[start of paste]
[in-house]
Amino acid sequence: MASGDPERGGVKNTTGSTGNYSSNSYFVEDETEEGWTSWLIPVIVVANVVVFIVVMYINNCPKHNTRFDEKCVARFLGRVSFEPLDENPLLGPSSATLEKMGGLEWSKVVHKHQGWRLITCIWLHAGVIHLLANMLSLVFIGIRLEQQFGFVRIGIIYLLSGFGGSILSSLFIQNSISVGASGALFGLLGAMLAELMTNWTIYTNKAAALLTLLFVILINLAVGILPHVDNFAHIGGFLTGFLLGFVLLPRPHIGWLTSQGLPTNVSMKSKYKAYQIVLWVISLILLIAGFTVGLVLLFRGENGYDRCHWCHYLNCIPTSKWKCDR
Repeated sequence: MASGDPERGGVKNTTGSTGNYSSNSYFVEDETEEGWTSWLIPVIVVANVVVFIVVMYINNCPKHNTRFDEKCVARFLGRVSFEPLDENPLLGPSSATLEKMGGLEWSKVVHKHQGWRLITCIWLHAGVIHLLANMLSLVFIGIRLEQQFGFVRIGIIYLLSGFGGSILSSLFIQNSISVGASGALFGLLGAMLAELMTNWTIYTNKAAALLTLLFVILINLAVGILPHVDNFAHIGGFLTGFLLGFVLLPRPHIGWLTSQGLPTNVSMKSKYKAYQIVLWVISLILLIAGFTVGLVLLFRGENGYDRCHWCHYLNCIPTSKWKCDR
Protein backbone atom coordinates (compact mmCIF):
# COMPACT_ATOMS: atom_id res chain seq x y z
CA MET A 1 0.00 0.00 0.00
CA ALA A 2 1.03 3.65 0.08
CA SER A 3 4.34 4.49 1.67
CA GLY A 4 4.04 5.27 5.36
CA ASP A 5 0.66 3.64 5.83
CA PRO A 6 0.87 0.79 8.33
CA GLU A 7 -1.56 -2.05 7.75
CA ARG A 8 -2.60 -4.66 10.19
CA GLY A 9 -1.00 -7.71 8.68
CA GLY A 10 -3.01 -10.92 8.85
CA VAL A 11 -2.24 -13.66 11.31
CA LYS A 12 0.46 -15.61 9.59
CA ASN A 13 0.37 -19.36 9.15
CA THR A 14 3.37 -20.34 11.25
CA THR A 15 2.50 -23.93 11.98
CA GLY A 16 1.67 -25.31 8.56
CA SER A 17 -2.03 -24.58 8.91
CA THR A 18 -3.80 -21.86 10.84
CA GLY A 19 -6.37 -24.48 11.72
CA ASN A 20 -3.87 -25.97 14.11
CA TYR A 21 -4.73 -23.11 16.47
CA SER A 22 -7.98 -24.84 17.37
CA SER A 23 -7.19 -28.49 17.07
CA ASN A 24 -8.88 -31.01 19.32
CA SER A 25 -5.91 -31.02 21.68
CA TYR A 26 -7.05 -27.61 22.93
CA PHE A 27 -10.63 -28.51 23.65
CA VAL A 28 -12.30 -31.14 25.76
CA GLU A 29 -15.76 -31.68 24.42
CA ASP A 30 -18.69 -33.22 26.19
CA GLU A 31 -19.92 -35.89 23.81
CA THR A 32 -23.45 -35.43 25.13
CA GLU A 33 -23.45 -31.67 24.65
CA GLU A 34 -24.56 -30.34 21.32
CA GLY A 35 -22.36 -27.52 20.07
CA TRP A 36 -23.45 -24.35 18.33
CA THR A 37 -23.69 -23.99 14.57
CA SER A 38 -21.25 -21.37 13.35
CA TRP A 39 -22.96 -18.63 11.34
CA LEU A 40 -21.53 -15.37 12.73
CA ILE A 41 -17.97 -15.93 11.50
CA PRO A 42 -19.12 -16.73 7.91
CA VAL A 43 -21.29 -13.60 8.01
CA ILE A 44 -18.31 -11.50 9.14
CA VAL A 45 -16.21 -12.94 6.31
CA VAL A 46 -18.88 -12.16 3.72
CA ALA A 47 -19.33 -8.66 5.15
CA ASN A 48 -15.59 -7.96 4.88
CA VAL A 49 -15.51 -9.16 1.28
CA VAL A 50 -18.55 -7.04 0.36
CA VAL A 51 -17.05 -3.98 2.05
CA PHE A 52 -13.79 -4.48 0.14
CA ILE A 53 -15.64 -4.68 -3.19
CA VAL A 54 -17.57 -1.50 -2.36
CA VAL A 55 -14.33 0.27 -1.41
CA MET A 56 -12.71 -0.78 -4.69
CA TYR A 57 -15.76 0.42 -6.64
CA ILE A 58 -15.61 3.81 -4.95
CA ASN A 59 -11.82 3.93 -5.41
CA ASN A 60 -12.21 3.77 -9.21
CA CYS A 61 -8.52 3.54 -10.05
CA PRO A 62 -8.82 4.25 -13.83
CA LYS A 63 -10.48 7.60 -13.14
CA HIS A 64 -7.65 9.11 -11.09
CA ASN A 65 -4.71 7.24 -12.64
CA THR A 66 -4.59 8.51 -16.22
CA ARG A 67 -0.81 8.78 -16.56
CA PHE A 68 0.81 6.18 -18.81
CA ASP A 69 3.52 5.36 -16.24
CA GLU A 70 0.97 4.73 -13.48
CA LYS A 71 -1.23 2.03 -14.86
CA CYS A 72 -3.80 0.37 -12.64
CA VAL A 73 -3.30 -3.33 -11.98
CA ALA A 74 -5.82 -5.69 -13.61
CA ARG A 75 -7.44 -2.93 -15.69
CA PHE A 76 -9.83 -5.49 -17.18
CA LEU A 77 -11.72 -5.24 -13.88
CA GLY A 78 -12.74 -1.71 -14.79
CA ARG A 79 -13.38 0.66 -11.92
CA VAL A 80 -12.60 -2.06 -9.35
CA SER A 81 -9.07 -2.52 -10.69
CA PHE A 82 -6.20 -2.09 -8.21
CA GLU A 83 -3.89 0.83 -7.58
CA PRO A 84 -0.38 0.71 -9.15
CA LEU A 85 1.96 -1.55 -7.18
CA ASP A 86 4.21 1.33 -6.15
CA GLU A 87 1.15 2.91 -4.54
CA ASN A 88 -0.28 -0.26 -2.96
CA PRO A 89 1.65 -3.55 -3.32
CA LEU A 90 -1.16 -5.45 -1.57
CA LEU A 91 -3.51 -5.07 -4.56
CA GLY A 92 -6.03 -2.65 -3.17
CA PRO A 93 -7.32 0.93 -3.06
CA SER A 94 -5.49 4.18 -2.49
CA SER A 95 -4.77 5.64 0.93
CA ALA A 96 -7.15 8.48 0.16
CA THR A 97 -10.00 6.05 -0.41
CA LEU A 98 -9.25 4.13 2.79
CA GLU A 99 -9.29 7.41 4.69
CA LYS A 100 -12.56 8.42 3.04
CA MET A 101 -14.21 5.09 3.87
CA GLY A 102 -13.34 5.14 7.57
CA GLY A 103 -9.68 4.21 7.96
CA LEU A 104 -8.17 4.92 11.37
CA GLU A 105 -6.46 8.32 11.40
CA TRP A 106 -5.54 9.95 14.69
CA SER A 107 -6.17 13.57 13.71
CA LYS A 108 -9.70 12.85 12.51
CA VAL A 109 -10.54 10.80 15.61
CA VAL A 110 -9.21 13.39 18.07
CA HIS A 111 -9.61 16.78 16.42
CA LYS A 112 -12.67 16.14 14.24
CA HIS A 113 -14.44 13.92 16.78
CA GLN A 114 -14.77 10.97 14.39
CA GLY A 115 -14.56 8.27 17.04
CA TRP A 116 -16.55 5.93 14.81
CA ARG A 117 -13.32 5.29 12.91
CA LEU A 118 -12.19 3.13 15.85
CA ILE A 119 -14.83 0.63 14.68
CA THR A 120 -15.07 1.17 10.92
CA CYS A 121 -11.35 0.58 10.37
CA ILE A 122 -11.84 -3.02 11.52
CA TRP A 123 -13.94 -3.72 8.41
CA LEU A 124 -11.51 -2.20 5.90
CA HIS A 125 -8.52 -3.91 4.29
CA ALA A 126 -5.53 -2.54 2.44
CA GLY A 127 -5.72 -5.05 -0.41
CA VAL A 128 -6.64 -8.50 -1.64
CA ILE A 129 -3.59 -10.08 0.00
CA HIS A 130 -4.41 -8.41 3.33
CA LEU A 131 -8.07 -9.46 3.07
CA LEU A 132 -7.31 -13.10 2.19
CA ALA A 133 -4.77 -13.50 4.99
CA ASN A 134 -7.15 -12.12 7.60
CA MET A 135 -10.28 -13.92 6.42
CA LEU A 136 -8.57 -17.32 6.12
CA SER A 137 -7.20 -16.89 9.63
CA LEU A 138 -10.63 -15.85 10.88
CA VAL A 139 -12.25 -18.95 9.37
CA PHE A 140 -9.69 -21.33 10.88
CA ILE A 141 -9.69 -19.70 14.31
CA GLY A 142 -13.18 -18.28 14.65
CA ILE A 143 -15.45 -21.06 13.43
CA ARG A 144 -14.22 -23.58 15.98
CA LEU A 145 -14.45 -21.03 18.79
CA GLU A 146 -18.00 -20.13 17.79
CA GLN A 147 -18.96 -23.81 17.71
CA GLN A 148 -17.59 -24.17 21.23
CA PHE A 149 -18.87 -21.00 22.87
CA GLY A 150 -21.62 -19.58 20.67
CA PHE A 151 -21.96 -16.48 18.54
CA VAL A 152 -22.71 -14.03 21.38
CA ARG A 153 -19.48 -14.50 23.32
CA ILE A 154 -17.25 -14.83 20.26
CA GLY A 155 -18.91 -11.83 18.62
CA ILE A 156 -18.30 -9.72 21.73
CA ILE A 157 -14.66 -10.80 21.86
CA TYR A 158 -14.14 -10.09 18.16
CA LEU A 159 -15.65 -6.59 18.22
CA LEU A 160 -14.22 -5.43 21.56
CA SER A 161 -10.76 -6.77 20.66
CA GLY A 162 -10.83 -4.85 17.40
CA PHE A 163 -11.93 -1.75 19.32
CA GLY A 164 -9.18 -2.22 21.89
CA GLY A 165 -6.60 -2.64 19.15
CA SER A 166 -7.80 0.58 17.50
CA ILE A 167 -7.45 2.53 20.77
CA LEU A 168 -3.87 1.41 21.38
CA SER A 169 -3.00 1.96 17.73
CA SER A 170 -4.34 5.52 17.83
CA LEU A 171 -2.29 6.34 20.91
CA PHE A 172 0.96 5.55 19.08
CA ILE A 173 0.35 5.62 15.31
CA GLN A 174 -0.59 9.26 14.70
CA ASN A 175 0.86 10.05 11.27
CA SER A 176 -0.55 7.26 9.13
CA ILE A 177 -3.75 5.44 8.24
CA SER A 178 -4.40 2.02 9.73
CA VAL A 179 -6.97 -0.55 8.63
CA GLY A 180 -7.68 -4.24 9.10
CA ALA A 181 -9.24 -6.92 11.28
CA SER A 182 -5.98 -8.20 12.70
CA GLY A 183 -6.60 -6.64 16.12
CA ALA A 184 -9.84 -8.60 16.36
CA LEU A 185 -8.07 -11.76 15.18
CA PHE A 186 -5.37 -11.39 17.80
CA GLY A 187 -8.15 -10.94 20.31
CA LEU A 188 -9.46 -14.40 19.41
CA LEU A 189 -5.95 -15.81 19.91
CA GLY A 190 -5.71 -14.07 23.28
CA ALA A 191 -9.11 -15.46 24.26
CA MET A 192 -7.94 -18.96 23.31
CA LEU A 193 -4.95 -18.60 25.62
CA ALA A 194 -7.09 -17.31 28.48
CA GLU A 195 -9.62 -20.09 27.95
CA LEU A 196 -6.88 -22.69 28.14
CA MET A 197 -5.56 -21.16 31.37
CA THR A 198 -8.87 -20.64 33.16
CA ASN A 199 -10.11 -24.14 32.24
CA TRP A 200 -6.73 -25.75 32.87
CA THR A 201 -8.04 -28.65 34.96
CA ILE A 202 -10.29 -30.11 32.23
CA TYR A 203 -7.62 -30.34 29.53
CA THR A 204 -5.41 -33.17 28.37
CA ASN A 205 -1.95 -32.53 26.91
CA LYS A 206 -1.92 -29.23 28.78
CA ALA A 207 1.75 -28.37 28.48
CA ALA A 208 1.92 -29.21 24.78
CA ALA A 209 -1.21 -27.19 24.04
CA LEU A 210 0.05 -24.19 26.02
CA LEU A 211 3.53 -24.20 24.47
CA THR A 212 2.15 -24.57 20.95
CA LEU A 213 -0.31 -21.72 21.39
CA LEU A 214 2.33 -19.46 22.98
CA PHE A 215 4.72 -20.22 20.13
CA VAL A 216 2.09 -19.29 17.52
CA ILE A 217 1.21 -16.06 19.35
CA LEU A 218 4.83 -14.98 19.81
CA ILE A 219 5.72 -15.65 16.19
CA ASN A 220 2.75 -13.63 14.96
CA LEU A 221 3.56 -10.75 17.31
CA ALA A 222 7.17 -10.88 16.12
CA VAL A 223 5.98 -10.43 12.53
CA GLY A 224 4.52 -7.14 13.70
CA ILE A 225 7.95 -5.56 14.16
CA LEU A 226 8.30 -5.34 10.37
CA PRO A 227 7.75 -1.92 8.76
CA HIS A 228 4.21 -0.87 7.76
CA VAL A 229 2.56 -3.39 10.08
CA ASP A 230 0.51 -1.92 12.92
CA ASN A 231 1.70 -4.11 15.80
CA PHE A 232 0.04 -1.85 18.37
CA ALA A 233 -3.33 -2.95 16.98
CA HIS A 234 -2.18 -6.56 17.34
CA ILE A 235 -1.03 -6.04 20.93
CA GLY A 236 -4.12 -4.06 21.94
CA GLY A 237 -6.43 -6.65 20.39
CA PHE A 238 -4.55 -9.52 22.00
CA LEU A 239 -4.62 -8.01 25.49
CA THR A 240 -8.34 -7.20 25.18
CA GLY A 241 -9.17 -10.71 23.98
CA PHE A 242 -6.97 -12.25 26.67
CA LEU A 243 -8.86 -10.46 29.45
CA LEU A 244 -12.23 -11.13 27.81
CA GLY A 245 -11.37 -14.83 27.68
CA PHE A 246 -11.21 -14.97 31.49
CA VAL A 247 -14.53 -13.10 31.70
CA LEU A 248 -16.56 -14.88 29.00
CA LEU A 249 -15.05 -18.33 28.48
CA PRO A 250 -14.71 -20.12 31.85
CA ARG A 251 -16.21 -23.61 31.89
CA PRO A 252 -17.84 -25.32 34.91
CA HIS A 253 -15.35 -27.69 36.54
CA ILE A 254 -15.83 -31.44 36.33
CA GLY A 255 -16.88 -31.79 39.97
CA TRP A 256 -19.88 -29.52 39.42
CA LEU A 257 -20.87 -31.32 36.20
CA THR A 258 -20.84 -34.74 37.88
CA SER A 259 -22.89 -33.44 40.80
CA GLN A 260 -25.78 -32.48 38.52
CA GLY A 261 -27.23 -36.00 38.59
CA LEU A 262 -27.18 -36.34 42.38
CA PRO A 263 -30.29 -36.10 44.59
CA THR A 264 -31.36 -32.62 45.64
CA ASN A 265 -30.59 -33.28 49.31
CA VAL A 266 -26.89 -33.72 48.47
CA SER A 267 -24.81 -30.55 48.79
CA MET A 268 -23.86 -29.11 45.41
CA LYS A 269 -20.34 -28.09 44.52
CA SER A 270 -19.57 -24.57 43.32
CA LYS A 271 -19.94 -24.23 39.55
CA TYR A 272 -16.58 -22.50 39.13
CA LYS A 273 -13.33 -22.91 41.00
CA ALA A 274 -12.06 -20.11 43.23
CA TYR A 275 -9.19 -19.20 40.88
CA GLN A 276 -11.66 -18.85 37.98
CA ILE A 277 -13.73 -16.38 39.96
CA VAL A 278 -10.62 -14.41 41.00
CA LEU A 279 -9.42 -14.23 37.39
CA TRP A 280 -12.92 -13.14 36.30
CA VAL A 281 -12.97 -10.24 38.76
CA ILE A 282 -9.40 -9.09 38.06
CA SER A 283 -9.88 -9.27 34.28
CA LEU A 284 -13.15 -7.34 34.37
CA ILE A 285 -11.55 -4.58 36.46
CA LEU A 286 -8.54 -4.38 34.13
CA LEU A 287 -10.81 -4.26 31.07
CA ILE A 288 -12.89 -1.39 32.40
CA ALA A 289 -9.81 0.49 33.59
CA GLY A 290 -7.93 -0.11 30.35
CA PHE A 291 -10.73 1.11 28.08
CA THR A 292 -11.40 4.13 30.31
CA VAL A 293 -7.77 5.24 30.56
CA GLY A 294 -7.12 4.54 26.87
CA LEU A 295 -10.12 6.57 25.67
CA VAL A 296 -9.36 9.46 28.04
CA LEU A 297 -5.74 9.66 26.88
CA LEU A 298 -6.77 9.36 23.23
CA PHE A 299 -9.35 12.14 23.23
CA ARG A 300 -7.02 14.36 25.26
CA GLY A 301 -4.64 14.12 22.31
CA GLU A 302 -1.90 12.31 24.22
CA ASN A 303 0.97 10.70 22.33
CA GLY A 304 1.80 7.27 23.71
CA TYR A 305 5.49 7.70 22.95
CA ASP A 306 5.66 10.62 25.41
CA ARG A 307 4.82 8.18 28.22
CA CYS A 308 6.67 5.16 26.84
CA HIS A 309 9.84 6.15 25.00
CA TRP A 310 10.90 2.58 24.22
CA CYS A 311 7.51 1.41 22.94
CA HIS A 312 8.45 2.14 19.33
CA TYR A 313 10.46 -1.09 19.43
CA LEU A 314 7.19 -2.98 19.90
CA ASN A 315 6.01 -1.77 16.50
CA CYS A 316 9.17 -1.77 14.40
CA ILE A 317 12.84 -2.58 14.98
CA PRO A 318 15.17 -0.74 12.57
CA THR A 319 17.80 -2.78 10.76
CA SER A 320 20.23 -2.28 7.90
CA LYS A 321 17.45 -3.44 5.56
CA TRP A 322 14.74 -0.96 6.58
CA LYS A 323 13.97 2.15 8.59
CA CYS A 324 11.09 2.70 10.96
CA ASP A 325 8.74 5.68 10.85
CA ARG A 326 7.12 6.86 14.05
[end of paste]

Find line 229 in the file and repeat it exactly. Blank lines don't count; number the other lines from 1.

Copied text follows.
CA GLY A 224 4.52 -7.14 13.70